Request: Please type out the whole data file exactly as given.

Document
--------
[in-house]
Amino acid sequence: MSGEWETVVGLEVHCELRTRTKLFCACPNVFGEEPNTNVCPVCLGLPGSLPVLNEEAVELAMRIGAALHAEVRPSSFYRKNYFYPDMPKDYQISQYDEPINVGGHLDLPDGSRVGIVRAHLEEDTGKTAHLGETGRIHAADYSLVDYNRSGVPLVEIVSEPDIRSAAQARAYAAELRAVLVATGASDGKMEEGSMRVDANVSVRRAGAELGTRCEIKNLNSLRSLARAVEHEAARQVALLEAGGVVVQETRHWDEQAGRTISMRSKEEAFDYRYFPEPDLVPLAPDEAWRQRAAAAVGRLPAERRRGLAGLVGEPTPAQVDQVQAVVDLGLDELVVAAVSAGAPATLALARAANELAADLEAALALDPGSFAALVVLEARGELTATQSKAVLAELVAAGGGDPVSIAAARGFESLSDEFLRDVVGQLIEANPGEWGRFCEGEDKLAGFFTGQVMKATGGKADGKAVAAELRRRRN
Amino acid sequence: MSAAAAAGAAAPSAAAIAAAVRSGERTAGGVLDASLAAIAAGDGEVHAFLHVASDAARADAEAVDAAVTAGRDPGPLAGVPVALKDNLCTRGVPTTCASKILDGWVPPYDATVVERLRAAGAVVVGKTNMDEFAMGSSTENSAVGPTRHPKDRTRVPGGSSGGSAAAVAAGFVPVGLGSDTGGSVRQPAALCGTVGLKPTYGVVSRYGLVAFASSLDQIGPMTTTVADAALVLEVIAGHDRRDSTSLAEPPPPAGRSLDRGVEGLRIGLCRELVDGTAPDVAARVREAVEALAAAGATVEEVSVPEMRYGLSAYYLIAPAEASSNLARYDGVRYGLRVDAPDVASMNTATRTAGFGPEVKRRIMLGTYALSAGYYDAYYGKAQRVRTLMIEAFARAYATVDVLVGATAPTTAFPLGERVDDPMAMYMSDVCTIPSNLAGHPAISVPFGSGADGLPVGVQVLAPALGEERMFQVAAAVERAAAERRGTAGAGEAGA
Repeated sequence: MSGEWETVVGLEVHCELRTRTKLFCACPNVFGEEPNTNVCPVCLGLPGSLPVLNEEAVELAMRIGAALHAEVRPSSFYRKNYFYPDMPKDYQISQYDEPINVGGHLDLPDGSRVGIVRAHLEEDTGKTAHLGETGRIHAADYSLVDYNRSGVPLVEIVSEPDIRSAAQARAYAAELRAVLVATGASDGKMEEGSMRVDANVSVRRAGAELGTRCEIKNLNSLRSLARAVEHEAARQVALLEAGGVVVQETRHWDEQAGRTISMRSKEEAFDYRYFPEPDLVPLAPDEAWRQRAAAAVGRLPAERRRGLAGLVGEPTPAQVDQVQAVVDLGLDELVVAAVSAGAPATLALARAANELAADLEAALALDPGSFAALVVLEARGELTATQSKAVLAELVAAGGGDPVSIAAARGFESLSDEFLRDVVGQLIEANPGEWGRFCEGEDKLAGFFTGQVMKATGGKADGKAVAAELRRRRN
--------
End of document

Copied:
[in-house]
Amino acid sequence: MSGEWETVVGLEVHCELRTRTKLFCACPNVFGEEPNTNVCPVCLGLPGSLPVLNEEAVELAMRIGAALHAEVRPSSFYRKNYFYPDMPKDYQISQYDEPINVGGHLDLPDGSRVGIVRAHLEEDTGKTAHLGETGRIHAADYSLVDYNRSGVPLVEIVSEPDIRSAAQARAYAAELRAVLVATGASDGKMEEGSMRVDANVSVRRAGAELGTRCEIKNLNSLRSLARAVEHEAARQVALLEAGGVVVQETRHWDEQAGRTISMRSKEEAFDYRYFPEPDLVPLAPDEAWRQRAAAAVGRLPAERRRGLAGLVGEPTPAQVDQVQAVVDLGLDELVVAAVSAGAPATLALARAANELAADLEAALALDPGSFAALVVLEARGELTATQSKAVLAELVAAGGGDPVSIAAARGFESLSDEFLRDVVGQLIEANPGEWGRFCEGEDKLAGFFTGQVMKATGGKADGKAVAAELRRRRN
Amino acid sequence: MSAAAAAGAAAPSAAAIAAAVRSGERTAGGVLDASLAAIAAGDGEVHAFLHVASDAARADAEAVDAAVTAGRDPGPLAGVPVALKDNLCTRGVPTTCASKILDGWVPPYDATVVERLRAAGAVVVGKTNMDEFAMGSSTENSAVGPTRHPKDRTRVPGGSSGGSAAAVAAGFVPVGLGSDTGGSVRQPAALCGTVGLKPTYGVVSRYGLVAFASSLDQIGPMTTTVADAALVLEVIAGHDRRDSTSLAEPPPPAGRSLDRGVEGLRIGLCRELVDGTAPDVAARVREAVEALAAAGATVEEVSVPEMRYGLSAYYLIAPAEASSNLARYDGVRYGLRVDAPDVASMNTATRTAGFGPEVKRRIMLGTYALSAGYYDAYYGKAQRVRTLMIEAFARAYATVDVLVGATAPTTAFPLGERVDDPMAMYMSDVCTIPSNLAGHPAISVPFGSGADGLPVGVQVLAPALGEERMFQVAAAVERAAAERRGTAGAGEAGA
Repeated sequence: MSGEWETVVGLEVHCELRTRTKLFCACPNVFGEEPNTNVCPVCLGLPGSLPVLNEEAVELAMRIGAALHAEVRPSSFYRKNYFYPDMPKDYQISQYDEPINVGGHLDLPDGSRVGIVRAHLEEDTGKTAHLGETGRIHAADYSLVDYNRSGVPLVEIVSEPDIRSAAQARAYAAELRAVLVATGASDGKMEEGSMRVDANVSVRRAGAELGTRCEIKNLNSLRSLARAVEHEAARQVALLEAGGVVVQETRHWDEQAGRTISMRSKEEAFDYRYFPEPDLVPLAPDEAWRQRAAAAVGRLPAERRRGLAGLVGEPTPAQVDQVQAVVDLGLDELVVAAVSAGAPATLALARAANELAADLEAALALDPGSFAALVVLEARGELTATQSKAVLAELVAAGGGDPVSIAAARGFESLSDEFLRDVVGQLIEANPGEWGRFCEGEDKLAGFFTGQVMKATGGKADGKAVAAELRRRRN